By Professor John Roger Speakman
Very few people can point to a single event that completely changed their lives. But for me it is easy. It happened at 10:30 am on July 11, 2011. I was sitting in a large meeting room at Oxford University in the UK, as part of the Scientific Advisory Committee for the upcoming International Union of Physiology Societies Congress. We were discussing the candidates for some of the main plenary addresses. In my pocket I felt my phone vibrate to indicate an incoming email. I slipped the phone out from under the table and opened up my mailbox. It was a message from China, short and simple. All it said was “The position has been approved”. Thus began the start of an amazing adventure that changed the lives of my family and me forever.
That short message was actually the culmination of a long process that had started more than 12 months previously during a flight between Xining and Beijing. At that time I had been doing field work on the Qinghai-Tibetan plateau, with colleagues Wang Dehua and Zhang Yanmin, both from Chinese Academy of Sciences(CAS). During the flight back to Beijing, Wang told me about the ‘One Thousand Talents’ program and how it would be possible for me to come and work in China more permanently. When I got back to Beijing we looked up the program and found that there were two different types of position: one where you spend three months in China and one where you spend nine months. On the flight home to the UK I couldn’t stop thinking about it, and when I finally got home, my wife and I had a long discussion about it.
My strong feeling was that to make this work I would have to go to China on the nine month program. There was no point being half-hearted about it. I had previously held a joint position and knew that setting up a successful lab would take most of my time. Trying to set it up by only being there 25 percent of the time wasn’t going to work. In contrast, keeping my lab at the University of Aberdeen running would need less of my presence, especially if I could get someone from the group to manage the lab on a day to day basis. But this would mean some massive changes. I would have to give up my job as the Director of the Institute of Biological and Environmental Sciences, my wife would need to come to China and find employment, and it would mean relocating my son to a school in Beijing. My daughter was just about to go to university so it would also mean abandoning her to go through that alone.
My children took all this completely in their stride: mostly because they didn’t think it was actually ever going to happen. A year earlier we had discussed going to Australia, to a University that had invited me to be part of their biology department, but in the end we didn’t go. They thought that China was going to be just another Australia. Lots of discussion, but no action. For me, however, it was different. The prospect of living and working in China really excited me in a way that moving to Australia didn’t. The most important thing of all was that my wife was 100 percent supportive and excited as well. We put in the application to the ‘One Thousand Talents’ program early in 2011, after several more visits to China to discuss things with CAS’ s Institute of Genetics and Developmental Biology, which I had identified as the most promising host institute for me.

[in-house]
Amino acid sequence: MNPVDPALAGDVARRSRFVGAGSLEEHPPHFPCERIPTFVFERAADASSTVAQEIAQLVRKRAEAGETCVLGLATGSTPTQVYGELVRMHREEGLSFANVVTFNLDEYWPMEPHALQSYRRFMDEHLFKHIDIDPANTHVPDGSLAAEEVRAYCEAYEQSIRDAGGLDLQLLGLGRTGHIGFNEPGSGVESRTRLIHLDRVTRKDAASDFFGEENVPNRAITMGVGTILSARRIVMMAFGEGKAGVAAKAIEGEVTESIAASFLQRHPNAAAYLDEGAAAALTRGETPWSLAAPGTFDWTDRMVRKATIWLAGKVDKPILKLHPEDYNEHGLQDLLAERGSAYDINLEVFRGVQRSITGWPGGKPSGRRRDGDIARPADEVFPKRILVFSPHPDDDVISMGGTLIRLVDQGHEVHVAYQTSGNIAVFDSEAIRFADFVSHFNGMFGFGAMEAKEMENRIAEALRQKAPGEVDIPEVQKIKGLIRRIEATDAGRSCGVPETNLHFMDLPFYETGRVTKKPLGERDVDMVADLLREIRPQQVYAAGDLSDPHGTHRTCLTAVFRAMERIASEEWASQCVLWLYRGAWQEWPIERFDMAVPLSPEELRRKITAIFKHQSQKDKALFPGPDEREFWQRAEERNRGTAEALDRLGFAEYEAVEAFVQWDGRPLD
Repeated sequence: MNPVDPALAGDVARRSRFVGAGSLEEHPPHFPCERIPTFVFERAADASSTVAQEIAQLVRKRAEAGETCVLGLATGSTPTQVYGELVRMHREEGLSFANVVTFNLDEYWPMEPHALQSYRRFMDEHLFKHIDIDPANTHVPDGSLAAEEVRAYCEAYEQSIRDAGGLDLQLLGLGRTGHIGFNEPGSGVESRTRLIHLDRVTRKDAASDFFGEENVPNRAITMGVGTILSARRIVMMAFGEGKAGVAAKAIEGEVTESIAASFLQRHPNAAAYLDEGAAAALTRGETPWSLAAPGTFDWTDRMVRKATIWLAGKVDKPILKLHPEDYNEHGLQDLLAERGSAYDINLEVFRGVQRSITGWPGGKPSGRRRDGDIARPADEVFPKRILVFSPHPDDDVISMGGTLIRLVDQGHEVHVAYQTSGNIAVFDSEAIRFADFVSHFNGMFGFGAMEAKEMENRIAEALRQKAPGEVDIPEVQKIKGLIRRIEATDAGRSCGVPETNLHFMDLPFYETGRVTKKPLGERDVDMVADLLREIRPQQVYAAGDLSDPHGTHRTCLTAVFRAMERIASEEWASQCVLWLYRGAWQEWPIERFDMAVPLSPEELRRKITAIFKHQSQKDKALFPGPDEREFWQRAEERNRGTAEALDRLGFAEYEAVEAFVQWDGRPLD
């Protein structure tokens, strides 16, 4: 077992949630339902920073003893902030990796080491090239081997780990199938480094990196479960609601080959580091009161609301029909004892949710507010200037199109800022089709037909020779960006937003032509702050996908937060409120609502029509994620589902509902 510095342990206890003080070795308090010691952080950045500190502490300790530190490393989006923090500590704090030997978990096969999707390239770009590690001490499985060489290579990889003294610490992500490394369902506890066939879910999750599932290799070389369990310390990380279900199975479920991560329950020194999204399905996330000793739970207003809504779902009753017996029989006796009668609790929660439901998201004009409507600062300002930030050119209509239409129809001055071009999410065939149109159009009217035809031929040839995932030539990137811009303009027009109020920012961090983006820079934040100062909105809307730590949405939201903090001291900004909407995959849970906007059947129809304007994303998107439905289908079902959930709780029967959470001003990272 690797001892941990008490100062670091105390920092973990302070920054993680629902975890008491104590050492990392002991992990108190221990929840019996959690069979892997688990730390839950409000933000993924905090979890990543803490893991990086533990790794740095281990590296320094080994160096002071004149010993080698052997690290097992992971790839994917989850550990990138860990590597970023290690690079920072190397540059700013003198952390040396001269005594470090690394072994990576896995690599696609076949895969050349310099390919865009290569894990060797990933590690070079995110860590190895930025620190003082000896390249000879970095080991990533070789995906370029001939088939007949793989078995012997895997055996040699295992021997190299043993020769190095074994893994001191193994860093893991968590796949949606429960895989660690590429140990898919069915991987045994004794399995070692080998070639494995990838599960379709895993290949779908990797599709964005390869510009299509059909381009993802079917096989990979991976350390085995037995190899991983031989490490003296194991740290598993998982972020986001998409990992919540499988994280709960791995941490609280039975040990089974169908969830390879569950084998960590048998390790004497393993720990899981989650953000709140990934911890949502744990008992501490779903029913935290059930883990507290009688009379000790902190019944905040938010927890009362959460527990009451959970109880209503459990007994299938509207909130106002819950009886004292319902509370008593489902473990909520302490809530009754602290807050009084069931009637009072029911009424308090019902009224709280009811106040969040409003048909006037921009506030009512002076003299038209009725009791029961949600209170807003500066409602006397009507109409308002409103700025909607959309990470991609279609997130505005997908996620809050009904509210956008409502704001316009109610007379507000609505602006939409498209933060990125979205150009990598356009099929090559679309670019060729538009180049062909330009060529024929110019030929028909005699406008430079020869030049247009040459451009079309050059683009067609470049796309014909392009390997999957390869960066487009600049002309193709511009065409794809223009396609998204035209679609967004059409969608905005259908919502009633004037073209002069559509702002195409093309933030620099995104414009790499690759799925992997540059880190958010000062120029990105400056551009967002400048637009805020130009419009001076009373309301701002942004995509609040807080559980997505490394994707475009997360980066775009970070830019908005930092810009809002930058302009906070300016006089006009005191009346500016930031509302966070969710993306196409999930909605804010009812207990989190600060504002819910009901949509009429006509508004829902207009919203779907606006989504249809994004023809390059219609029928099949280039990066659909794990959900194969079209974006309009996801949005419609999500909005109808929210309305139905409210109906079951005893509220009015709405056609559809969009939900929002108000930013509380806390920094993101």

After receiving the confirmatory email that day in Oxford, things moved really fast. Aberdeen University, where I had worked for the past 26 years, was fantastic. They facilitated my move in every way they could, and helped set up things so that my lab could keep running there. A month after the life changing message, my son and I boarded a flight to Beijing. I resigned my Director’s position in September, and my wife came out about six weeks later. That was four and a half years ago. The time has just flown by. Now I have a group of about 15 people in China, and still have a group of about seven people in Aberdeen. Life is busy, but things have settled down into some sort of routine. I still split my time, with nine months in Beijing and three in the UK, and it is all working fabulously. My wife has retrained and now teaches English in the International Department of Fang Cao Di School in East Beijing, and my son completed his education at Beijing Harrow School and started a degree at the University of Edinburgh in 2013.
The ability to focus all my time on research is having a great effect. In the last four years we have published 88 papers, of which two were in Science, one in Nature Methods and one in PNAS. Students from my group in China have gone on to positions in Chinese companies and post-doctoral positions in the US, and there is a constant interchange of students between the Beijing lab and the Aberdeen lab. I think this provides stimulation for all parties. Plus we have set up a large international collaborative network around several different projects. In the light of these activities it was a tremendous delight for me to be awarded the CAS prize for international cooperation this year. I am already looking forwards to the next five years here (and the next five after that!).
Prof. John Roger Speakman with students at the Institute of Genetics and Developmental Biology